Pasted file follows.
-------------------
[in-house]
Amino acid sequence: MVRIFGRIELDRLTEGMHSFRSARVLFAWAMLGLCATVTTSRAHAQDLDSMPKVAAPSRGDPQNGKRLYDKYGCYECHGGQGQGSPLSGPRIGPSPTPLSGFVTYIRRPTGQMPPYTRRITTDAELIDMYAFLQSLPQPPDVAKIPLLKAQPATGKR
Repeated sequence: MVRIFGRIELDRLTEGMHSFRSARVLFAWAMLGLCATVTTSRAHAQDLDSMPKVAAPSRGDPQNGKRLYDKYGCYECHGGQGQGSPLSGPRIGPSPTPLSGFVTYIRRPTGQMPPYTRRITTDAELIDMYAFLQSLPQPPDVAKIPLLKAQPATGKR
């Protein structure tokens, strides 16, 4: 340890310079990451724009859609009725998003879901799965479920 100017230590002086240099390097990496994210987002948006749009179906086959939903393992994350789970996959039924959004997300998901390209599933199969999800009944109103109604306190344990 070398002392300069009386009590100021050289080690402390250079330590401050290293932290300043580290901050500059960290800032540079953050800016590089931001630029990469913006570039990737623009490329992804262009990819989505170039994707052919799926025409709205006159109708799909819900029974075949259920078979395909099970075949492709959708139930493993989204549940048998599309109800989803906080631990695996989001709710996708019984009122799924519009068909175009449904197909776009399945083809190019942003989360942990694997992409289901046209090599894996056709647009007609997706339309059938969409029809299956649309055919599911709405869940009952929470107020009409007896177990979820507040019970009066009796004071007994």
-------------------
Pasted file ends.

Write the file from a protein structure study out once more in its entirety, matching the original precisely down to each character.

[in-house]
Amino acid sequence: MVRIFGRIELDRLTEGMHSFRSARVLFAWAMLGLCATVTTSRAHAQDLDSMPKVAAPSRGDPQNGKRLYDKYGCYECHGGQGQGSPLSGPRIGPSPTPLSGFVTYIRRPTGQMPPYTRRITTDAELIDMYAFLQSLPQPPDVAKIPLLKAQPATGKR
Repeated sequence: MVRIFGRIELDRLTEGMHSFRSARVLFAWAMLGLCATVTTSRAHAQDLDSMPKVAAPSRGDPQNGKRLYDKYGCYECHGGQGQGSPLSGPRIGPSPTPLSGFVTYIRRPTGQMPPYTRRITTDAELIDMYAFLQSLPQPPDVAKIPLLKAQPATGKR
């Protein structure tokens, strides 16, 4: 340890310079990451724009859609009725998003879901799965479920 100017230590002086240099390097990496994210987002948006749009179906086959939903393992994350789970996959039924959004997300998901390209599933199969999800009944109103109604306190344990 070398002392300069009386009590100021050289080690402390250079330590401050290293932290300043580290901050500059960290800032540079953050800016590089931001630029990469913006570039990737623009490329992804262009990819989505170039994707052919799926025409709205006159109708799909819900029974075949259920078979395909099970075949492709959708139930493993989204549940048998599309109800989803906080631990695996989001709710996708019984009122799924519009068909175009449904197909776009399945083809190019942003989360942990694997992409289901046209090599894996056709647009007609997706339309059938969409029809299956649309055919599911709405869940009952929470107020009409007896177990979820507040019970009066009796004071007994």